His earlier works were made with very clean cardboard aiming at a hyper-realistic effect which showed the material “at its best”, or rather seemed to do something impossible with it, making a perfect representation- indeed, many people assumed that the works were real objects that had been painted or covered in paper. More recent works are made from cardboard boxes which are still found on the street, but which show all the printing, tape, labels etc. This is in an attempt at concentrating on the material in its “natural state” and playing with the idea of these beautiful objects represented with a material from the waste basket, giving another dimension to the work by using scrap cardboard packaging which has been thrown away after the coveted objects it contained have been removed.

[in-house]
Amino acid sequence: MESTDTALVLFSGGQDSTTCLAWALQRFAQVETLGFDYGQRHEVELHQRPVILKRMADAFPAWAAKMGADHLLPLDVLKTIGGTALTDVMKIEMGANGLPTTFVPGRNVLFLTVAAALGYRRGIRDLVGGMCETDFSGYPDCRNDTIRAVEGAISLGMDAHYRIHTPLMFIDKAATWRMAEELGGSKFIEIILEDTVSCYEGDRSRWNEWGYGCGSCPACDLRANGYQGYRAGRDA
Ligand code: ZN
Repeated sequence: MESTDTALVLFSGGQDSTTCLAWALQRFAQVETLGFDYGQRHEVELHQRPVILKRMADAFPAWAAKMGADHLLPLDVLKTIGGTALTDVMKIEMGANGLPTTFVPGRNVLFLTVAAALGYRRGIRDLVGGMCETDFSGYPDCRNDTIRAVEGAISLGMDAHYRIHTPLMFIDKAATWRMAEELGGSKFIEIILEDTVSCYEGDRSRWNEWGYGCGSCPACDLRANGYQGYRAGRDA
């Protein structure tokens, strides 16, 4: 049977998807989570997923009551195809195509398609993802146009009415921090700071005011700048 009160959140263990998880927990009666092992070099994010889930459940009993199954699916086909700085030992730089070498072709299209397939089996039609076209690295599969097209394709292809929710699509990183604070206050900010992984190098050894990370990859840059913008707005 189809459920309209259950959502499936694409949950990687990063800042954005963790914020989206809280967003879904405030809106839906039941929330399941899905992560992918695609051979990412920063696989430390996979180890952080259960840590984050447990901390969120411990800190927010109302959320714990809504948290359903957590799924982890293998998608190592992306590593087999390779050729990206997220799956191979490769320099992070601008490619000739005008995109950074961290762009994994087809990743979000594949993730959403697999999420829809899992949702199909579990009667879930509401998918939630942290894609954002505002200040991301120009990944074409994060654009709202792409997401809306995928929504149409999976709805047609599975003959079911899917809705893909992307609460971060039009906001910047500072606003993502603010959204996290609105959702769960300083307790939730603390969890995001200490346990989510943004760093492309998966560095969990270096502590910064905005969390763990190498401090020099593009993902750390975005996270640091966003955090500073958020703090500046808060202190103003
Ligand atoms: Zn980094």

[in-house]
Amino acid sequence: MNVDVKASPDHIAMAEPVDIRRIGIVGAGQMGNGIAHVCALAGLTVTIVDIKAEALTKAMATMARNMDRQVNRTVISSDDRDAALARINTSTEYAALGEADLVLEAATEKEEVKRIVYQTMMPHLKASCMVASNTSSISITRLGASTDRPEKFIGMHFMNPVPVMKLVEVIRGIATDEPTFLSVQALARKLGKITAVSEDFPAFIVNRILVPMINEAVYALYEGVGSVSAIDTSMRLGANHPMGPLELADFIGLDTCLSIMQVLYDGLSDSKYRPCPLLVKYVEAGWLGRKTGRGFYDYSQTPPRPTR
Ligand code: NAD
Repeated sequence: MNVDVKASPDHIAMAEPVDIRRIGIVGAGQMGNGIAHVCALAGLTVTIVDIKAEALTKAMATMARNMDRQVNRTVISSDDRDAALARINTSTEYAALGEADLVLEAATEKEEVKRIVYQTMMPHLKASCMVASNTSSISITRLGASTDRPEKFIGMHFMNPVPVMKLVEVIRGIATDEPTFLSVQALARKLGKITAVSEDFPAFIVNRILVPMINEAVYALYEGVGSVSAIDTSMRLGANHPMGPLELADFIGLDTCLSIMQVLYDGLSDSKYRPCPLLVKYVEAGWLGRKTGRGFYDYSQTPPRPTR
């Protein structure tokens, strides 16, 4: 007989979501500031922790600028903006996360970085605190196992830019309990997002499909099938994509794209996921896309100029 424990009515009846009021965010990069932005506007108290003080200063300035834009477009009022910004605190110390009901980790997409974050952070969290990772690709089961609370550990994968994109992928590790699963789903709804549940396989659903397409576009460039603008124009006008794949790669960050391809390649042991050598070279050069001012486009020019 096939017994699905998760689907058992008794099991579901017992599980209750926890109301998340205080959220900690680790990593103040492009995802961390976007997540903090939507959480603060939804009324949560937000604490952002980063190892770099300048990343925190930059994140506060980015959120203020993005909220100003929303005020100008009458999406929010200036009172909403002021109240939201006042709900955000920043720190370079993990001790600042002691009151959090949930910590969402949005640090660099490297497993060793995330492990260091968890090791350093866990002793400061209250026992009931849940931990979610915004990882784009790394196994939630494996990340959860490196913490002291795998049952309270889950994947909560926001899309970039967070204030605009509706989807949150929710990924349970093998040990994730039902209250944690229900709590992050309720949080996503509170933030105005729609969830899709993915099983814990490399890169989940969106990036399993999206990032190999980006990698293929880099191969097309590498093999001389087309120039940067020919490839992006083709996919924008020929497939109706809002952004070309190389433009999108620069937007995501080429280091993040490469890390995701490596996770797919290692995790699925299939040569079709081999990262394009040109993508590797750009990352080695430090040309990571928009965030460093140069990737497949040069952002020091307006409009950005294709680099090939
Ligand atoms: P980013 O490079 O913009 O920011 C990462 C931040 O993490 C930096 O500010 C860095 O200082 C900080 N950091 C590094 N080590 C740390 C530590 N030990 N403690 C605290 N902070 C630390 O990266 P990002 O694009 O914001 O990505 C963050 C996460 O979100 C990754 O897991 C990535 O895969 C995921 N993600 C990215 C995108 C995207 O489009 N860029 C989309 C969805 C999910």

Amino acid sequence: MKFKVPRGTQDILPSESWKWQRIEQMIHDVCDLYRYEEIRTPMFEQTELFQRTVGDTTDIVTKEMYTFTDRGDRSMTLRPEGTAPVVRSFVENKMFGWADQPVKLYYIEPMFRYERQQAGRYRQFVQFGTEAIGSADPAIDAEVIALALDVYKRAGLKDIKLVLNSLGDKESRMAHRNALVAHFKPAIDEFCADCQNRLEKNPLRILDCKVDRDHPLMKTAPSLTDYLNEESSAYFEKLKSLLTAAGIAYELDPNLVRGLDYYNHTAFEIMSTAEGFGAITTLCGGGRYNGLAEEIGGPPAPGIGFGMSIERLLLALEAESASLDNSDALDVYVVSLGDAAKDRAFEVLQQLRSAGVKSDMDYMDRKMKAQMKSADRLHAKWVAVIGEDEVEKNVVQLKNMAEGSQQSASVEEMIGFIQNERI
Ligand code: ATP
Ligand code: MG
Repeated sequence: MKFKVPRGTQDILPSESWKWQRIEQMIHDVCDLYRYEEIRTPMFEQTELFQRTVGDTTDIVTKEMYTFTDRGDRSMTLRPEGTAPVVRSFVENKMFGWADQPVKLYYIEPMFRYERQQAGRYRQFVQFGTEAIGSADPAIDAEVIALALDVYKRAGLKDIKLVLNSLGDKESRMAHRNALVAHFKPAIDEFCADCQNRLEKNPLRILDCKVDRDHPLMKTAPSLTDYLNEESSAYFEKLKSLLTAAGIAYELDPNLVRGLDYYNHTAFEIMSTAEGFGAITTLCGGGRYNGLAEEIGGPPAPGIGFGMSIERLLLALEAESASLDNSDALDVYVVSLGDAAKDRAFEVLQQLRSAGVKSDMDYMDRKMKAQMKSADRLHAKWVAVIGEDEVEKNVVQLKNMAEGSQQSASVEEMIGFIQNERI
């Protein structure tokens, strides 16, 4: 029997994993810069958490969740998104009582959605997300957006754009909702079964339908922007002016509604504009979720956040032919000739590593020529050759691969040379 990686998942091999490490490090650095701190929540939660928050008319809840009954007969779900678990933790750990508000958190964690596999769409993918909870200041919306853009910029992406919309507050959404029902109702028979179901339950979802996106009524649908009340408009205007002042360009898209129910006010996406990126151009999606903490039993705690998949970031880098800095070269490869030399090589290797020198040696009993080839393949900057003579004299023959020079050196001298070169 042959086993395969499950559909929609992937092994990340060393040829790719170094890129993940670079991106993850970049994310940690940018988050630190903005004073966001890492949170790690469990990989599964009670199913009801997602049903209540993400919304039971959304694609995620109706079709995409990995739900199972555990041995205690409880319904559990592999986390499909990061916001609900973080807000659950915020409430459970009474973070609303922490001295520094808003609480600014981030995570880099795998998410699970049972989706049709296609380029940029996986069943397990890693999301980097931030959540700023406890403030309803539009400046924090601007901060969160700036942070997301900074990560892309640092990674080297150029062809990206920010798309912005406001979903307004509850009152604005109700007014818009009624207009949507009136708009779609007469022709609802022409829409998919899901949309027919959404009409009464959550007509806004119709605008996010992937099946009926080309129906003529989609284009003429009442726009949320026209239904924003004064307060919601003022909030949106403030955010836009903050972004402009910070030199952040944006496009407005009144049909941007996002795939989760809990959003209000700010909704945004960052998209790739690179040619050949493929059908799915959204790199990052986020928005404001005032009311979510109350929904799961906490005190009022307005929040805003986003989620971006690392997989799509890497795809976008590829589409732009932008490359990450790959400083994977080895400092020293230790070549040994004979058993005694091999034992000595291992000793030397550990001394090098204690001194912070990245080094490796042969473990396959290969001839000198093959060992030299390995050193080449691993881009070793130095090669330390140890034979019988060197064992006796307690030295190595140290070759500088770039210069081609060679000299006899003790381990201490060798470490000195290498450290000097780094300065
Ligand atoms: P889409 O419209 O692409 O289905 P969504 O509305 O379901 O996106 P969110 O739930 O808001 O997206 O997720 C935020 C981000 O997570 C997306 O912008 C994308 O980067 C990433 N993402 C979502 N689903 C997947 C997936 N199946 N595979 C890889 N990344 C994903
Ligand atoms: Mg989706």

Gilmour's use of pre-existing materials, giving them a “new life” creates a connection between art and “recycling”, by re-appropriating or taking control of the things around us, which if you live in a city are pretty much all man-made. The use of re-cycled or found materials is brought about by our proximity to these things and their familiarity. One of the reasons for Gilmour's use cardboard is because it’s so easy to find- we have an immediate access to these recycled materials in a way that could never be possible with bronze or marble. It is also free of the historical and cultural weight of those classical sculptural materials, and can offer new readings of the work. By using a material which everybody knows and understands, Gilmour builds on the pre-existing associations to develop ideas and ways of reading the work. It’s a way of creating a language which is understood by many.